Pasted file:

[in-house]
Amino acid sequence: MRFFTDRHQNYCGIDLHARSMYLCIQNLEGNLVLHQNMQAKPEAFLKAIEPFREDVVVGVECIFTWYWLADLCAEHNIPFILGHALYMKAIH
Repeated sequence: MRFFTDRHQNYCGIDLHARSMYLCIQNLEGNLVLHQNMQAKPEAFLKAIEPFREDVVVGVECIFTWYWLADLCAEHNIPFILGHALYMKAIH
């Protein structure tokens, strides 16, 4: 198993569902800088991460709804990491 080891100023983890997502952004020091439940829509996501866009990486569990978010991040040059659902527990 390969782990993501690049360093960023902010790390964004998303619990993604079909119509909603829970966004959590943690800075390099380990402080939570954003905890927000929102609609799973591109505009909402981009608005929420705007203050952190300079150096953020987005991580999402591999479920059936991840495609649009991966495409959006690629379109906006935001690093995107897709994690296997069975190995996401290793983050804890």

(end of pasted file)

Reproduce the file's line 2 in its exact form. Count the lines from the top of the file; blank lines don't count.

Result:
Amino acid sequence: MRFFTDRHQNYCGIDLHARSMYLCIQNLEGNLVLHQNMQAKPEAFLKAIEPFREDVVVGVECIFTWYWLADLCAEHNIPFILGHALYMKAIH